"Somewhere in America, Andrew Bynum is still bowling" - Alternate universe Jay-Z lyrics
The last Los Angeles Lakers center to be a champion has found a new home -- Andrew Bynum is joining the Cleveland Cavaliers. Bynum will make his return to the court after sitting out last year because of chronic knee issues
So Cleveland hopes. Ponying up $6 million guaranteed on Bynum is a gamble, but a safe one for the Cavaliers.
Andrew Bynum isn't a Laker. He hasn't been a Laker for a year, in fact. The Big Braced One will forever be linked to the purple and gold, though. For his tremendous talent on the court that blossomed before wilting last year. For not giving any damns off the court and surviving life beside an ornery Kobe Bryant who wanted him sent up the river for Jason Kidd.
The same player who gutted out a partially-torn meniscus is his knee to serve as the Lakers center in a grueling seven-game series against the Boston Celtics couldn't play a single game of basketball last season. Those knees have red flags tattooed onto them at this point.
He joins a young nucleus with Kyrie Irving, Tristan Thompson, Dion Waiters, Tyler Zeller and 2013 NBA Draft No. 1 pick Anthony Bennett, with the services of Anderson Varejao behind him. Whether or not he ever becomes the player he has shown flashes of throughout his career in week-long streaks is anybody's guess. The 18.7 points on 56 percent shooting with 11.8 rebounds per game he averaged in his career-year with the Lakers in 2011-2012 is a distant memory, but teams still lobbied for his services. This is a guy who had a true-shooting percentage of .594 and a defensive rebounding percentage of 26.1.
The potential was there for the taking, as it always has been with Bynum. Cleveland latched on.
Mark J. Rebilas, USA Today Sports Images
With the choice of the Dallas Mavericks, Atlanta Hawks or Cavaliers in front of him he joined the home of mulitple No. 1 draft picks over the last ten years.
The Cavaliers guaranteed $6 million of Bynum's salary to him on a one-year, $12 million contract. Cleveland has a team option on the second year at $12.5 million. While it's a gamble for Cleveland, it won't be detrimental to the team if Bynum ends his time with an organization outside of Los Angeles with disappointment again.
If it doesn't work out only $6 million guaranteed makes it an easy choice for Dan Gilbert to walk away from. If it works out? $12 million for Andrew Bynum without having to trade assets away for him is highway robbery. For reference sake, Bynum made $16.8 million with Philadelphia doing absolutely nothing but posing for photos of his hair.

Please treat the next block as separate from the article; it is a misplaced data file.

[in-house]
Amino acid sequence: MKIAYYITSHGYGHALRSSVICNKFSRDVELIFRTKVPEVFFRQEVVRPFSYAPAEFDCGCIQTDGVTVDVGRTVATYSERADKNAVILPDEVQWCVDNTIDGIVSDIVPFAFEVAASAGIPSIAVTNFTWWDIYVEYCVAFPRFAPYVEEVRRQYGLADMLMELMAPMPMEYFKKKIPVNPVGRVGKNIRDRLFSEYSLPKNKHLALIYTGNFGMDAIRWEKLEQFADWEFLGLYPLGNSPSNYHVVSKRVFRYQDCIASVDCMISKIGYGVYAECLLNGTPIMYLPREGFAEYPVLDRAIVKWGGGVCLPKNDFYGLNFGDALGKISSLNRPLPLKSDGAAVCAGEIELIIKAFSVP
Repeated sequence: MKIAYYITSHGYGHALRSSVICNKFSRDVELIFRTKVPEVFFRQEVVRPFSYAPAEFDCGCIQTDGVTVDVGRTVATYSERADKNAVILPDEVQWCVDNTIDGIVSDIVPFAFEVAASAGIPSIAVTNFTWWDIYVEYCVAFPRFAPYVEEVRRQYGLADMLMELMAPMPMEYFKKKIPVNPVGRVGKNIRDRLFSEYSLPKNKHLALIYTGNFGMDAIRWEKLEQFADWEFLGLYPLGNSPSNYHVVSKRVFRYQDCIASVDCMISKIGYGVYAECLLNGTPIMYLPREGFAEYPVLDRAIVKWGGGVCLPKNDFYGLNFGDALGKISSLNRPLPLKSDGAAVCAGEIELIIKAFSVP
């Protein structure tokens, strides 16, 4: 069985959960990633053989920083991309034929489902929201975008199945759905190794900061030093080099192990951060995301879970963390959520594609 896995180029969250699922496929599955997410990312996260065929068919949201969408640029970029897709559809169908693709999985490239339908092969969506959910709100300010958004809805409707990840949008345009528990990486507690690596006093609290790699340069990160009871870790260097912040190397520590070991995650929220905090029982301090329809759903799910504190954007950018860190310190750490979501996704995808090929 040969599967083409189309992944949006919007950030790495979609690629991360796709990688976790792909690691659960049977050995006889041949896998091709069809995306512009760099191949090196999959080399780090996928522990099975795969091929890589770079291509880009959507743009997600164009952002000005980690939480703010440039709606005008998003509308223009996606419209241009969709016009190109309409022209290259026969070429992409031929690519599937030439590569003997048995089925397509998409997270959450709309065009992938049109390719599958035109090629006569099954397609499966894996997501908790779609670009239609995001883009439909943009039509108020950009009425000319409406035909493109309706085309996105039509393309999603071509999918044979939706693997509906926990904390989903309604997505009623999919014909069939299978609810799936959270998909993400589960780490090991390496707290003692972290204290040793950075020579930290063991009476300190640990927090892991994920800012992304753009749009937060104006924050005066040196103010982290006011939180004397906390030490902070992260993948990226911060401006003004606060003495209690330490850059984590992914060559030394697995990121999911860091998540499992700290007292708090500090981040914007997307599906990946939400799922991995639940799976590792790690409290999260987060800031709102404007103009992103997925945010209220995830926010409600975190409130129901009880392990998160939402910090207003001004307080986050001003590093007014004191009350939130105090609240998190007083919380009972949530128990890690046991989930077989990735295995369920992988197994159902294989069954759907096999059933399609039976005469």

Fear the Sword has already taken to learning why Bynum's game is there to be loved and embraced. Capturing a motivated Bynum is the tricky part, and making it a lasting thing is even harder. Let's not forget that Mike Brown is the Cavalier's coach and things weren't particularly peachy between the two in Los Angeles.
There's the infamy of how he avoided the huddles and the "getting my Zen on" quote, the hoisted three-point field goal and benching against the Golden State Warriors, and a host of other soundbytes and reports showing a clear measure of disconnect between the two.
Numbers speak loud to Bynum succeeding under Brown, though. He put up career-high stats in their lone year together. Bynum had one of his healthiest seasons, playing in 60-of-66 regular season games and all 12 games during the playoffs.
Suffice to say there's no telling whether Bynum will average 20 points or play less than 20 games at this point, but there will be intrigue about how he plays when and if he makes his postponed debut out of a Lakers uniform.
Dan Gilbert and the Cavaliers are willing to place a $6 million bet that Bynum will be more productive than destructive, but with their roster set to progress with or without Drew down-low, it makes plenty of sense. Low-risk, high-reward on an elite player at the right price. Sometimes you have to roll the dice to make a splash.
The same dice roll the Philadelphia 76ers made when they sent away Andre Iguodala and wound up with nothing in the end. Sometimes, the timing just isn't right on landing franchise-altering big men. It's understandable.
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